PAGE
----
It reduced the memory allocations some 10%, and sped up accordingly. However, the flame graph remains unchanged, so I’m still a bit doubtful if it is the correct way to do this.

Is everything in ` dx_i::SVector{2,Float64} = fhn_eom(thisneuron, eom_params) .+ coupling_strength .* thiscoupling` a static vector? If so, then the `::SVector{2,Float64}` is redundant. But if not, then it will allocate and then convert to a static vector, which isn’t what you want. Make sure that you never construct it.

The easiest way to fix this line is to just make a cache vector for `dx_i` and then change this to:

``````dx_i .= fhn_eom(thisneuron, eom_params) .+ coupling_strength .* thiscoupling
dx[2*i-1:2*i] .= dx_i
``````

Once that allocation is handled, the only thing that shows up in the profile is the einsum. Did you try replacing einsum with Tullio.jl?

1 Like

I gave this a try, and maybe (probably?) I did it poorly, because somehow my performance came out worse. What did help though was removing `dx_i` altogether and doing everything on the same line like this

``````dx[2*i-1:2*i] .= fhn_eom(thisneuron, eom_params) .+ coupling_strength .* thiscoupling
``````

That one change improved the speed by 12% and dropped the number and size of the allocations in half.

2 Likes

Alright cool, then all that’s left is the einsum.

Thank you! Both @tullio and mihalybaci’s modifications gave about a 10% improvement each! I tried some further options for tullio (loopvectorization and some others displayed on the github page) but the default behaviour seemed to perform best. I failed to mention that coupling_matrix is a symmetric matrix (would be nice if the code admitted asymmetric couplings for future reference though), so I also tried just using mul! and calculating the transpose of the coupling matrix described originally, without needing to call transpose() (and later calling view on the other dimension). This yielded slower performance, even with a preallocated output matrix. Is it reasonable to conclude that there’s just a limit to how fast I can calculate the coupling array?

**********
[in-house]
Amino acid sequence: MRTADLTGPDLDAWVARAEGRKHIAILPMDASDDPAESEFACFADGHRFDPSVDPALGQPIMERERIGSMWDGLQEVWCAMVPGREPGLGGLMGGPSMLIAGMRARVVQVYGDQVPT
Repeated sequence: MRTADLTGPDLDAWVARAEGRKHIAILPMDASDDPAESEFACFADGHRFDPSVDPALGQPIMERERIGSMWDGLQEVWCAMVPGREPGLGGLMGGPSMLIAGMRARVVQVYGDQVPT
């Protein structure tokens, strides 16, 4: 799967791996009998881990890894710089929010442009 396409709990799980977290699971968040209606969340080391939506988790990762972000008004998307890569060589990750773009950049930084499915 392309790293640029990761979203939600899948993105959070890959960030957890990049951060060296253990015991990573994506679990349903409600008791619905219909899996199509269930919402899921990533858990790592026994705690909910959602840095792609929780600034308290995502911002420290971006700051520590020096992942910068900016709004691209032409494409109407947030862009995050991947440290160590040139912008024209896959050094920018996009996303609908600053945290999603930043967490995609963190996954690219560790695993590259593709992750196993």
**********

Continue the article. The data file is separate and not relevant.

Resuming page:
What’s the newest stacktrace?

I just updated the web page (here). It’s a bit different from the last one, since it’s now just profiling the coupled_fhn_eom function, with a 90 element network, instead of 150 (just for speed when profiling). Thank you again for the help with this!

All of the time is Tullio, so focus on that.

GitHub - mcabbott/Tullio.jl: ⅀ it looks like it can be made faster if you add LoopVectorization.jl as an extension. Also, you want to use the `=` form, instead of the `:=`, into a pre-allocated vector so that the allocation goes away.

Seems like adding LoopVectorization slows it down though. The following is without LoopVec:

And with LoopVec, I get the following:

The red text, if I’m not mistaken, means that Julia had to do some type inference when running. How do I know where that is happening, and how to fix it? I can narrow it down to the loop, but at least the container already has a defined type for its elements.

How much did the preallocation do?

I added a line in the function that separates the creation of the array from the @tullio line, as so:

``````    coupling = zeros(Float64, N, 2)
@tullio coupling[i, j] = coupling_matrix[i, r] * coupling_terms[j, r]
``````

I know this just moves the allocations to another line, but when profiling, it shows that only 2% of the time is spent on the creation of the array, so for cleaner code on the rest of the project I think it may be worth it to not cache it. Anyways, here are the results of a proper cache implementation:

It’s admittedly more than a 2% performance increase. Still not sure if worth the restructuring of existing code.

Just pre-allocate that and enclose it.

Then everything is Tullio, which seems like a bound.

2 Likes

Thank you for the help! It seems that with that, it’s as fast as it’ll go.